Several Gippsland hardwood timber processors have vowed to continue operating despite being barred from access to the region’s native forest. Source: Philip Hopkins LaTrobe Valley Express
The chief executive of the Victorian Forest Products Association, Deb Kerr, said the start of 2024 marked the end of harvesting wood fibre from Victoria’s public forests, but not the end of Victoria’s sustainable native hardwood industry.
“The Victorian government’s decision last May created chaos with some businesses across the native hardwood supply chain being forced to either close permanently or diversify their business,” she said.
“However, a small number of processors will continue processing the native timbers that consumers love, sourcing this wood from private sources in Victoria, from other states and from overseas. Hardwood timbers are highly valued by consumers where appearance or durability are important purchase considerations, be it stairs, decks, windows, furniture, or external applications.”
In Gippsland, Australian Sustainable Hardwoods (ASH) at Heyfield began importing hardwood timber from the US some time ago as the state government began restricting hardwood supplies from Gippsland forests. ASH, which employs more than 200 people, is going to import more US hardwoods to make up some of the shortfall.
Radial Timber in Yarram will go into ‘survival mode’, sourcing what local plantation timber it can get until its own plantations grow. The company, which has been growing its own plantation estate for 18 years, had been relying on timber from VicForests for another six years. The Radial mill will run at 25% capacity in the intervening six-year period.
The white paper line at Opal’s Maryvale Mill in the Latrobe Valley, which relied on native hardwood residues and woodchips, ceased production last year, throwing 150-200 people out of work, but the company will still require timber for its packaging production.
Ms Kerr said she did not have full confirmation of how many mills had closed, but 11 mills in Victoria took compensation payments from the first round of exists before the May 2023 announcement that timber harvesting in native forests would close at the end of 2023.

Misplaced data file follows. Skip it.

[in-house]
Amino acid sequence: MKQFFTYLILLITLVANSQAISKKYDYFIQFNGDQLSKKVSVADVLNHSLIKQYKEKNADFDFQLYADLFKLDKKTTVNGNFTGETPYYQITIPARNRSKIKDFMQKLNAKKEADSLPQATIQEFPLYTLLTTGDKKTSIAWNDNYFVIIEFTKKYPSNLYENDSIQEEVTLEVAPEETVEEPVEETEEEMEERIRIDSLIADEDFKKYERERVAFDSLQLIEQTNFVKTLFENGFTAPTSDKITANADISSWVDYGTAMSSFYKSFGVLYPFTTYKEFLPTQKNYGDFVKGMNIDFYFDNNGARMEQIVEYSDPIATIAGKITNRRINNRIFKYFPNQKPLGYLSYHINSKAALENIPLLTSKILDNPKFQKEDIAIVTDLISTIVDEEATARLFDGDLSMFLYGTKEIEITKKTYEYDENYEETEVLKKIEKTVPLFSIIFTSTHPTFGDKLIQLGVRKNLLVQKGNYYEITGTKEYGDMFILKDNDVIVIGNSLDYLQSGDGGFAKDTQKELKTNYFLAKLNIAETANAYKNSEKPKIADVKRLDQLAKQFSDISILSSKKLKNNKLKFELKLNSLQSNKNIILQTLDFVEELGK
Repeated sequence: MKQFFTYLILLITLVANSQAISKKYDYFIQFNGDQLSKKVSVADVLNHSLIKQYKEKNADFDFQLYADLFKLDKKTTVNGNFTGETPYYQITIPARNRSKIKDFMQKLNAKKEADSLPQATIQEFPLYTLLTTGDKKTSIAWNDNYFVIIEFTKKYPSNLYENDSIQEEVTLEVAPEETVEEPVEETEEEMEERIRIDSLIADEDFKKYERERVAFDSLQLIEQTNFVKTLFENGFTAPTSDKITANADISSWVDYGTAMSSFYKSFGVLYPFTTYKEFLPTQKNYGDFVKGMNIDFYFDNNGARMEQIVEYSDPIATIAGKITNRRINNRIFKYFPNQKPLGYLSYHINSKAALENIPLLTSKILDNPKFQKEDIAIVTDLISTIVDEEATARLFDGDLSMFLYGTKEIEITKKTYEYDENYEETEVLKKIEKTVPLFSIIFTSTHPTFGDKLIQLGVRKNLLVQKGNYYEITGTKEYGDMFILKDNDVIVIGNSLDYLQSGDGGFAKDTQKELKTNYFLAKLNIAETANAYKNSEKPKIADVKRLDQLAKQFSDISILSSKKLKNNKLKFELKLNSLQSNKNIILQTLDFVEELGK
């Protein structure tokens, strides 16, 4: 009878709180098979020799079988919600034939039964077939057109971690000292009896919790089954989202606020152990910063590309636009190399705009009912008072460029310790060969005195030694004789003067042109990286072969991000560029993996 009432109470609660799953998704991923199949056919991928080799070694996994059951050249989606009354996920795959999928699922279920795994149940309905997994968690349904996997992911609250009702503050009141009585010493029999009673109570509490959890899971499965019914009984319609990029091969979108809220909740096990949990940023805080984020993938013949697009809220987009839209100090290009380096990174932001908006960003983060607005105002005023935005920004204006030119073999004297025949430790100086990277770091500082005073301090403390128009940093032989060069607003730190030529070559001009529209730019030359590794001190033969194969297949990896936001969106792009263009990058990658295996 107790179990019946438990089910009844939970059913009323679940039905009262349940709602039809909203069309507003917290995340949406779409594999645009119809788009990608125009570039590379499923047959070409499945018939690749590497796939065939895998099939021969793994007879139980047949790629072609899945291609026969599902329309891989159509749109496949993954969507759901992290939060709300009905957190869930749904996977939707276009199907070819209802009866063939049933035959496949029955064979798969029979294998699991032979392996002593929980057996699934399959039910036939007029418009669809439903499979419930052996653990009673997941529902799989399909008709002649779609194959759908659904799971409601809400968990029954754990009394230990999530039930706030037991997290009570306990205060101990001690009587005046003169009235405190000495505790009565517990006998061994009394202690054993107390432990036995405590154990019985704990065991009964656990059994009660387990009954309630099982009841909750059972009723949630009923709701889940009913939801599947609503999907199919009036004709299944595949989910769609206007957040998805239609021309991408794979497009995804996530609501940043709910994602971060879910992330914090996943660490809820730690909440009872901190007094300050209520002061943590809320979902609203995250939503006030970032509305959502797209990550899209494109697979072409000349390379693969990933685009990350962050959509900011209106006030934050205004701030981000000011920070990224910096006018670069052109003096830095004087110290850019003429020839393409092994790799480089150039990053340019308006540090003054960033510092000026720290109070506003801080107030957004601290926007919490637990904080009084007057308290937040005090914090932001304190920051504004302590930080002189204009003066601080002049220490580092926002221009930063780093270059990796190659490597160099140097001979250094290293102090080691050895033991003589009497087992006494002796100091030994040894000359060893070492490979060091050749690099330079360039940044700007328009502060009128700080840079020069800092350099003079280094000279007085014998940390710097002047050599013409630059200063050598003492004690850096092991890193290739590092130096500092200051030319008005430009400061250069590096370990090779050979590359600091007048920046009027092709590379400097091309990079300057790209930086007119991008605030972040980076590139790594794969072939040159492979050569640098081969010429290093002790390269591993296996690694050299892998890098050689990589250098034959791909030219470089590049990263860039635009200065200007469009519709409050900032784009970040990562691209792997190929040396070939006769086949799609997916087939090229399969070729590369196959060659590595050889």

“Some of those closing have drying stocks of timber that will last between one-to-three years. The full effects won’t be realised until probably 2026,” she said.
Ms Kerr said while the government had closed native forestry, Victoria’s forests still needed to be managed for the health and resilience of the forest.
“The continued decline of Victoria’s native plants and animals is commensurate with the in-crease in the National Park estate – clearly this speaks volumes that the current management approaches do not work,” she said.
“The Victorian government should use the start of this new era to radically change the way Victoria’s forests are managed for the next century – after all native forestry can no longer be blamed for the state of Victoria’s forest flora and fauna.”
Ms Kerr said a recent CSIRO report showed that feral animals and invasive species were by far the biggest threat to forest fauna and flora.
The report, conducted with the Centre for Invasive Species Solutions, found that at least 100 unique native species had become extinct since European settlement, with three quarters due wholly or partly to invasive species. These included mammals, frogs, birds, and lizards.
“Dozens more species are at high risk of extinction in the next 20 years, including mammals, birds and reptiles threatened by cats and foxes … and plants by pathogens and feral herbivores,” the report said.
From 1960 to 2017, invasive species cost Australia at least $390 billion, with the current annual cost conservatively estimated to be about $25 billion.
“It has increased up to six-fold every decade. Weeds cost agriculture at least $5 billion a year,” the report said.